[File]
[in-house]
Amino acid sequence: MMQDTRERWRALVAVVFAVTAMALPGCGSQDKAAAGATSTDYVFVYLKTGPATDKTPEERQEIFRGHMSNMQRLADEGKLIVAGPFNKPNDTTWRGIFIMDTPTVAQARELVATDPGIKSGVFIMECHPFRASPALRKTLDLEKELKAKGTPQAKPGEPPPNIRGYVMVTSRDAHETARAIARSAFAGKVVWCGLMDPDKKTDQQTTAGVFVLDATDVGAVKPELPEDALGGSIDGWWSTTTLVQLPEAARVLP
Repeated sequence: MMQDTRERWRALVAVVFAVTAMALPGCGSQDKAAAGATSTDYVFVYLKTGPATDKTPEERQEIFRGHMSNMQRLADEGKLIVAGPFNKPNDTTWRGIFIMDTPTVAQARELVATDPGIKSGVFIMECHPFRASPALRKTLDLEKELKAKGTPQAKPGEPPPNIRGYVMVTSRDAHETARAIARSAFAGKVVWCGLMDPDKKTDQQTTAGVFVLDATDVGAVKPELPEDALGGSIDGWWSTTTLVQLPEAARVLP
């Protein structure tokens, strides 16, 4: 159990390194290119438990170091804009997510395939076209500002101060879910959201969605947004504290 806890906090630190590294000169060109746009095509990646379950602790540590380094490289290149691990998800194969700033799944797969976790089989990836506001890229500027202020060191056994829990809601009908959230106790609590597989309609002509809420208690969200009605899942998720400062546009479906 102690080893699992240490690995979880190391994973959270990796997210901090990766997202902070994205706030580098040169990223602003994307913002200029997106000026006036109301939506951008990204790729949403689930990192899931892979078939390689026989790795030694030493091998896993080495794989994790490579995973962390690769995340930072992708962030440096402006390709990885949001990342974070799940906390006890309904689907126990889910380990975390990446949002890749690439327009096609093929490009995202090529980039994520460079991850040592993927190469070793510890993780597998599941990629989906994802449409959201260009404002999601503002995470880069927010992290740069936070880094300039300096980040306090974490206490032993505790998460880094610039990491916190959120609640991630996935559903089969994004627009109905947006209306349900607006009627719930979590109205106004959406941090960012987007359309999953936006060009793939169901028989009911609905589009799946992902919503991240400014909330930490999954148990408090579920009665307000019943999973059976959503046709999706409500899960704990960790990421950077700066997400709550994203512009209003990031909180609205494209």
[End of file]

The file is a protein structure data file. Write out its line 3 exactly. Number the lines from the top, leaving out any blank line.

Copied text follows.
Repeated sequence: MMQDTRERWRALVAVVFAVTAMALPGCGSQDKAAAGATSTDYVFVYLKTGPATDKTPEERQEIFRGHMSNMQRLADEGKLIVAGPFNKPNDTTWRGIFIMDTPTVAQARELVATDPGIKSGVFIMECHPFRASPALRKTLDLEKELKAKGTPQAKPGEPPPNIRGYVMVTSRDAHETARAIARSAFAGKVVWCGLMDPDKKTDQQTTAGVFVLDATDVGAVKPELPEDALGGSIDGWWSTTTLVQLPEAARVLP